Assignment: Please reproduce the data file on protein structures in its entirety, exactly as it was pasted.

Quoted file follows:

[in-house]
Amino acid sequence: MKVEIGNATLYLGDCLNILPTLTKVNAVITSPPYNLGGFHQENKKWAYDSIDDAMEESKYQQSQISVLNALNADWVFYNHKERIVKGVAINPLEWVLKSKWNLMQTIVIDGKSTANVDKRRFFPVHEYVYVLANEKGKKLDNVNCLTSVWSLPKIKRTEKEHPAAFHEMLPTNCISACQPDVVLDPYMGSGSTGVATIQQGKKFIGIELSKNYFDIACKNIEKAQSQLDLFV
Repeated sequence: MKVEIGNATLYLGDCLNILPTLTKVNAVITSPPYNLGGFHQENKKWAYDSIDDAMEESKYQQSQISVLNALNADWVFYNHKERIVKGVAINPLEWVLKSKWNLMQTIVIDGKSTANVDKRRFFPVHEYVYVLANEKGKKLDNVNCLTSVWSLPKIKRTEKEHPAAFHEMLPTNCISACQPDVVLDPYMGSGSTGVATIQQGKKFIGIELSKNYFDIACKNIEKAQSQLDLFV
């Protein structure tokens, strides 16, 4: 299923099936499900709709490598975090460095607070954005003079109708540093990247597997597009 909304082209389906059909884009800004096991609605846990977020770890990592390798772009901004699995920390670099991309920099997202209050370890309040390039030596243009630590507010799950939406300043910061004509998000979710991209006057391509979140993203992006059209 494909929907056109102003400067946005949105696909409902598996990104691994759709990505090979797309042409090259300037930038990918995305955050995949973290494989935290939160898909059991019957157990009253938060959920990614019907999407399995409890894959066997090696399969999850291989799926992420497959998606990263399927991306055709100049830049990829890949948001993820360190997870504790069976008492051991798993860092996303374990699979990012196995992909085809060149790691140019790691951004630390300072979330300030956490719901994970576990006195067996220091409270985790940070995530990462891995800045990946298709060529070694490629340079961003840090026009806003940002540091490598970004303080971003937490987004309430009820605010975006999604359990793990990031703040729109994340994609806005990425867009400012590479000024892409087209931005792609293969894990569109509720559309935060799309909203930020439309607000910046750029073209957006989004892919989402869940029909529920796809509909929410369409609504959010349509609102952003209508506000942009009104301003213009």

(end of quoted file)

[in-house]
Amino acid sequence: MKVEIGNATLYLGDCLNILPTLTKVNAVITSPPYNLGGFHQENKKWAYDSIDDAMEESKYQQSQISVLNALNADWVFYNHKERIVKGVAINPLEWVLKSKWNLMQTIVIDGKSTANVDKRRFFPVHEYVYVLANEKGKKLDNVNCLTSVWSLPKIKRTEKEHPAAFHEMLPTNCISACQPDVVLDPYMGSGSTGVATIQQGKKFIGIELSKNYFDIACKNIEKAQSQLDLFV
Repeated sequence: MKVEIGNATLYLGDCLNILPTLTKVNAVITSPPYNLGGFHQENKKWAYDSIDDAMEESKYQQSQISVLNALNADWVFYNHKERIVKGVAINPLEWVLKSKWNLMQTIVIDGKSTANVDKRRFFPVHEYVYVLANEKGKKLDNVNCLTSVWSLPKIKRTEKEHPAAFHEMLPTNCISACQPDVVLDPYMGSGSTGVATIQQGKKFIGIELSKNYFDIACKNIEKAQSQLDLFV
């Protein structure tokens, strides 16, 4: 299923099936499900709709490598975090460095607070954005003079109708540093990247597997597009 909304082209389906059909884009800004096991609605846990977020770890990592390798772009901004699995920390670099991309920099997202209050370890309040390039030596243009630590507010799950939406300043910061004509998000979710991209006057391509979140993203992006059209 494909929907056109102003400067946005949105696909409902598996990104691994759709990505090979797309042409090259300037930038990918995305955050995949973290494989935290939160898909059991019957157990009253938060959920990614019907999407399995409890894959066997090696399969999850291989799926992420497959998606990263399927991306055709100049830049990829890949948001993820360190997870504790069976008492051991798993860092996303374990699979990012196995992909085809060149790691140019790691951004630390300072979330300030956490719901994970576990006195067996220091409270985790940070995530990462891995800045990946298709060529070694490629340079961003840090026009806003940002540091490598970004303080971003937490987004309430009820605010975006999604359990793990990031703040729109994340994609806005990425867009400012590479000024892409087209931005792609293969894990569109509720559309935060799309909203930020439309607000910046750029073209957006989004892919989402869940029909529920796809509909929410369409609504959010349509609102952003209508506000942009009104301003213009």